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The Most Interesting Places To Go To College

01/15/2014 06:17 pm ET | Updated Jan 25, 2014

There's a lot more to finding the best place to go to college than just whether a school is considered the best at something. College is a time to find yourself, to enjoy your youth, to make mistakes and learn outside of the classroom, so you might as well go somewhere interesting.

With that in mind, The Huffington Post set out to name the most interesting places to go to college. This list includes small and large colleges, public and private, Ivy League and liberal arts schools.

The list is not ranked in any order and is entirely subjective. What might be interesting to one person could be boring to the next, so each school included brings its own unique qualities that make it interesting.

Sometimes you just want to know where you're going to have a good time and this list should help.

Check out the most interesting colleges and universities in the list below, and head to the comments section to chime in on what school you find the most interesting.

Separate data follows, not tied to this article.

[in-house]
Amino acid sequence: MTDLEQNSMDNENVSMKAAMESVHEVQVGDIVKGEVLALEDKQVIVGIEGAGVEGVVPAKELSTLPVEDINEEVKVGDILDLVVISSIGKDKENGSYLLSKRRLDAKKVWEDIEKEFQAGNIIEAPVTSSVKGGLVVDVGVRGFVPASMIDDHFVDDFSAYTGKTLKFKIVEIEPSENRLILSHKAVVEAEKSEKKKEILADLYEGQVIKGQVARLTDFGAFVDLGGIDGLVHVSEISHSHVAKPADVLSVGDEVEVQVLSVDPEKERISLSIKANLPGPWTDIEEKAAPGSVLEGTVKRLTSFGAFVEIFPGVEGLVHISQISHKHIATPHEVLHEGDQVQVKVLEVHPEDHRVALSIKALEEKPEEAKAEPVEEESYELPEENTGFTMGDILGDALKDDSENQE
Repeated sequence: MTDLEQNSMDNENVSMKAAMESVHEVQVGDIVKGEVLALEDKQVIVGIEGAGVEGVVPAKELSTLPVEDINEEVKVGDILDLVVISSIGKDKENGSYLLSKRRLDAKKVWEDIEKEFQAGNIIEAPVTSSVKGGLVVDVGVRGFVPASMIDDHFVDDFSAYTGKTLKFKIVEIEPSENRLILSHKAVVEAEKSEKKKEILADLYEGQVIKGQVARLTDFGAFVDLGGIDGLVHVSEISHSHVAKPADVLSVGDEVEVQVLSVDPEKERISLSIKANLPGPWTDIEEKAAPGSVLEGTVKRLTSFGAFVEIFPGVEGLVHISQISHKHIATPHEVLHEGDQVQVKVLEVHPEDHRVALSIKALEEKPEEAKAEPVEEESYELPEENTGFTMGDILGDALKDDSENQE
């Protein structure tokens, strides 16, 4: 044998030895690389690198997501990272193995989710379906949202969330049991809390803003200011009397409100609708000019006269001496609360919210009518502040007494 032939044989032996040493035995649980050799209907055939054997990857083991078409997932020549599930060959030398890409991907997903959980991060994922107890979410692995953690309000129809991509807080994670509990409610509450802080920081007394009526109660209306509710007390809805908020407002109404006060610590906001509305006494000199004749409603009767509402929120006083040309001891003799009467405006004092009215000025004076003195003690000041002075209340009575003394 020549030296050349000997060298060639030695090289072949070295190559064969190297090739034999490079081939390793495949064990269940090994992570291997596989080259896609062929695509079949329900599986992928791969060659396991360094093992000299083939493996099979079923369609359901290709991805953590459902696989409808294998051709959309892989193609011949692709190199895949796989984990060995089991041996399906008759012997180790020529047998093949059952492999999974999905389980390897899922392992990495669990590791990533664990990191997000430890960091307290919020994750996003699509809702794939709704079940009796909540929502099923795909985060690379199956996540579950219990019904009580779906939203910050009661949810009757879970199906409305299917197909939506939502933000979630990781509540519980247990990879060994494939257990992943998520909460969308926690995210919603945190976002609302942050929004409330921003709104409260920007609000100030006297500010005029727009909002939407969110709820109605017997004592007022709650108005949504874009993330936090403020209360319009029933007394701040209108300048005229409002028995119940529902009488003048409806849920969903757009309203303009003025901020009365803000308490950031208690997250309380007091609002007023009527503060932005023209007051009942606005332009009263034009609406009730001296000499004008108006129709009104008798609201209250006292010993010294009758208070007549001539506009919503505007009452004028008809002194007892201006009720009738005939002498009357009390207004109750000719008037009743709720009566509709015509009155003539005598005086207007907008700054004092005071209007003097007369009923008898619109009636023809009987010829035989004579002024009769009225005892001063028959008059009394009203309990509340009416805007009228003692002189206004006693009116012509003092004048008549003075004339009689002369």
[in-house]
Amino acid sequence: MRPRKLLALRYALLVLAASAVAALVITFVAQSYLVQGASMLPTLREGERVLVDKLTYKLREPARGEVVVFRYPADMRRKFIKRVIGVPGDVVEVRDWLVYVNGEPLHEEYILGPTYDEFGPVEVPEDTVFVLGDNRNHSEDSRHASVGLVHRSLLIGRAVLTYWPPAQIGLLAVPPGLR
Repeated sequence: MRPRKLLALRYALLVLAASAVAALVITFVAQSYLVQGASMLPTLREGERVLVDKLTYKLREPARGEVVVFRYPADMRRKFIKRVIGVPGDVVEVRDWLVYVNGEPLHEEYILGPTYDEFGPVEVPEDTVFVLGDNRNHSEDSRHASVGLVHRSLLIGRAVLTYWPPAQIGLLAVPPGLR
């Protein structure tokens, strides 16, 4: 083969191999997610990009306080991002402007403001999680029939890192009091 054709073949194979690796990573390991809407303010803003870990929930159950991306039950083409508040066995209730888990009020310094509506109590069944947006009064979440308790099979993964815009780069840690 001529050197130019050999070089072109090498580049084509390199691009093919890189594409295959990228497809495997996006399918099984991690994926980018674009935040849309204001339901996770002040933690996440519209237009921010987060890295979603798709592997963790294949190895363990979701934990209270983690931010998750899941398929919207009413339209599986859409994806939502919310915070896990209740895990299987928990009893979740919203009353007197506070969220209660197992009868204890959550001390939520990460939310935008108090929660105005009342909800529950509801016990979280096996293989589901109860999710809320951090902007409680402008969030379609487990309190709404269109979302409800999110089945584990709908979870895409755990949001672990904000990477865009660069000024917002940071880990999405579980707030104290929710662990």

• University of Wisconsin-Madison
    YouTube
    UW-Madison is sort of a hidden gem in the Midwest. It's a party school, named the "sexiest" school in the country, throws an epic party that the administration hates, and has alum Anders Holm of "Workaholics" fame as the commencement speaker. Speaking of comedy, The Onion was founded there in 1988. Not to mention, with big sports programs and a diverse population you get everything else a flagship university usually comes with. If anything, the only downside would be the snow. But when that happens, you just gather everyone for an EPIC snowball fight.
  • University of Minnesota-Twin Cities
    WikiMedia: